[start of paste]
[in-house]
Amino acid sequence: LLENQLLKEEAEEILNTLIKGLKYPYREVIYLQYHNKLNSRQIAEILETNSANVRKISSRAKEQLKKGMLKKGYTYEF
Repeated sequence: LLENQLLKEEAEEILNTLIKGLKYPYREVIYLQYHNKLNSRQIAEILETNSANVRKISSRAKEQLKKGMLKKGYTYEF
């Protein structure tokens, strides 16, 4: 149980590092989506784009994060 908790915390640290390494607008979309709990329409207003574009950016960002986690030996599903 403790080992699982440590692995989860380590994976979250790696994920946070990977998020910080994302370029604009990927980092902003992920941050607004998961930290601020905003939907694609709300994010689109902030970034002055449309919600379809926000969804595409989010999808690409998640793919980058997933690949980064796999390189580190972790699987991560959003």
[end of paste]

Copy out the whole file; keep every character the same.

[in-house]
Amino acid sequence: LLENQLLKEEAEEILNTLIKGLKYPYREVIYLQYHNKLNSRQIAEILETNSANVRKISSRAKEQLKKGMLKKGYTYEF
Repeated sequence: LLENQLLKEEAEEILNTLIKGLKYPYREVIYLQYHNKLNSRQIAEILETNSANVRKISSRAKEQLKKGMLKKGYTYEF
């Protein structure tokens, strides 16, 4: 149980590092989506784009994060 908790915390640290390494607008979309709990329409207003574009950016960002986690030996599903 403790080992699982440590692995989860380590994976979250790696994920946070990977998020910080994302370029604009990927980092902003992920941050607004998961930290601020905003939907694609709300994010689109902030970034002055449309919600379809926000969804595409989010999808690409998640793919980058997933690949980064796999390189580190972790699987991560959003």